compresscom‧press1 /kəmˈpres/ verb 🔊 🔊 1[intransitive, transitive]PRESS to press something or make it smaller so that it takes up less space, or to become smaller 🔊 Light silk is best for parachutes, as it compresses well and then expands rapidly. 🔊 Isobel nodded, her lips compressed.compress something into something 🔊 Snow falling on the mountainsides is compressed into ice. 🔊 The miners used rock drills and compressed air to drive through hard rock.2[intransitive, transitive] to make a computerfile smaller by using a special computer program, which makes the file easier to store or send, or to become smaller in this way 🔊 The program compresses any data saved to the disk.3[transitive]SHORT/NOT LONG to write or express something using fewer words syn condensecompress something into something 🔊 In this chapter we compress into summary form the main issues discussed so far.4[transitive]SHORT/NOT LONG to reduce the amount of time that it takes for something to happen or be donecompress something into something 🔊 Many couples want to compress their childbearing into a short space of time in their married life. —compressible adjective —compression /-ˈpreʃən/ noun [uncountable] 🔊 data compression→ See Verb table
compresscom‧press2 /ˈkɒmpres $ ˈkɑːm-/ noun [countable] 🔊 🔊 MHa small thick piece of material that you put on part of someone’s body to stop blood flowing out or to make it less painfulcold/hot compress 🔊 Apply a cold compress to the injury.
Examples from the Corpus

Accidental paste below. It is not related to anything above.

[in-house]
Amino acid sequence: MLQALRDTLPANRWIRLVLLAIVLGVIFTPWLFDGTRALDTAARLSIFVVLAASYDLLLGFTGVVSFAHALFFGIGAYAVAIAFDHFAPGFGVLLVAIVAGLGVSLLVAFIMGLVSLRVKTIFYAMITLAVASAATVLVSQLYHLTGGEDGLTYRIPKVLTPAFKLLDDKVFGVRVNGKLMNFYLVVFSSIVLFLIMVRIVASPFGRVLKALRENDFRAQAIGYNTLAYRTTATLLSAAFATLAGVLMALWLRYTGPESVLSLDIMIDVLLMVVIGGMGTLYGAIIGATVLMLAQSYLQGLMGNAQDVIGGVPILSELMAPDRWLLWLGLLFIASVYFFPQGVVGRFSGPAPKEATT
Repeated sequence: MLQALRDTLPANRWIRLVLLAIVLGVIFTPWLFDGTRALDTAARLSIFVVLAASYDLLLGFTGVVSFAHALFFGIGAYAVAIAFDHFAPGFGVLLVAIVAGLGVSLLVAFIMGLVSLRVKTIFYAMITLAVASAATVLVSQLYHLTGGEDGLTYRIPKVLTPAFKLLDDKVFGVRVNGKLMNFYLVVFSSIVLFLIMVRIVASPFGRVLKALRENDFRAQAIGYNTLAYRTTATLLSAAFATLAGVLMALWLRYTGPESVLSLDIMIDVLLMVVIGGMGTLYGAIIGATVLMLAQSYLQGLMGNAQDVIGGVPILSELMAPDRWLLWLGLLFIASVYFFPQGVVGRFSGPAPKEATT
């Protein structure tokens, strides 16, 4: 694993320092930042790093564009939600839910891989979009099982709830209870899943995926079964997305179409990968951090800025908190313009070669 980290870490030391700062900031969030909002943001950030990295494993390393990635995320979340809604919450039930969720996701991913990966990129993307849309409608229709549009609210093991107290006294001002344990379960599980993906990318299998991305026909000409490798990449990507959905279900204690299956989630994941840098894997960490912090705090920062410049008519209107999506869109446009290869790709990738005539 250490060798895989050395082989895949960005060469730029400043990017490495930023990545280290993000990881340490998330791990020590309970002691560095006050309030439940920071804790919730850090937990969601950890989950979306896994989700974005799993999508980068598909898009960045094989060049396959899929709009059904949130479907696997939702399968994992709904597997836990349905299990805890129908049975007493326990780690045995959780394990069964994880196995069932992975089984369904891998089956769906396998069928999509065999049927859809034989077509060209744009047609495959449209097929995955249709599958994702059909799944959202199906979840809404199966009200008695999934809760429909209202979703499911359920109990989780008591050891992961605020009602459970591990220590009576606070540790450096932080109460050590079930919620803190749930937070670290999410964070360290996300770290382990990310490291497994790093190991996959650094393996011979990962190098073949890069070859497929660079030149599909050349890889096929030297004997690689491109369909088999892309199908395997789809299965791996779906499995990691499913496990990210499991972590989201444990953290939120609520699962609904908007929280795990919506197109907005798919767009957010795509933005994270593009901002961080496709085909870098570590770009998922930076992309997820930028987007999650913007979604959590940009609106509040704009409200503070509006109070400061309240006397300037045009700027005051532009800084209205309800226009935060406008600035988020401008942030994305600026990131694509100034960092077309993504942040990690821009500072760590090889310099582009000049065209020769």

compress• The engine's efficiencydepends on the effective compression of gas in all its cylinders.• Applycoldcompresses and take aspirin or another nonprescription pain reliever if necessary, says KleinSchwartz.• For recentinjuries such as sprains, bruises, swellings, inflammation and headaches, cold compresses are recommended.• Mud-Pony-Boy healed the horse with lovingcare and herbalcompresses for the injuredfoot.• Other doctors were puttingcompresses of salinesolution on the worstburns.• Her hand touched the compress on his head tentatively.• The compresses can be used hot or cold according to the condition being treated.cold/hot compress• For a cold compress, use exactly the same method, but with icy cold water.• She said that putting him on bute straight away would reduce the inflammation and alternate hot and cold compresses would also help.• Apply cold compresses and take aspirin or another nonprescription pain reliever if necessary, says KleinSchwartz.• For recent injuries such as sprains, bruises, swellings, inflammation and headaches, cold compresses are recommended.• He came back with the basin of cold water and put more cold compresses on her ankle.• Why were there no hot compresses on his limbs?• Cold or hot compresses and/or a gentlemassage may bring some relief.• Abscesses can be hastened to burst by fermenting the swollen painful area with hot compresses.From Longman Business Dictionarycompresscom‧press /kəmˈpres/ verb [transitive]COMPUTING to make a computer file smaller, so that it takes up less space and is easier to store or sendCompressing data reduces storage and communication costs. → comparedecompress→ See Verb table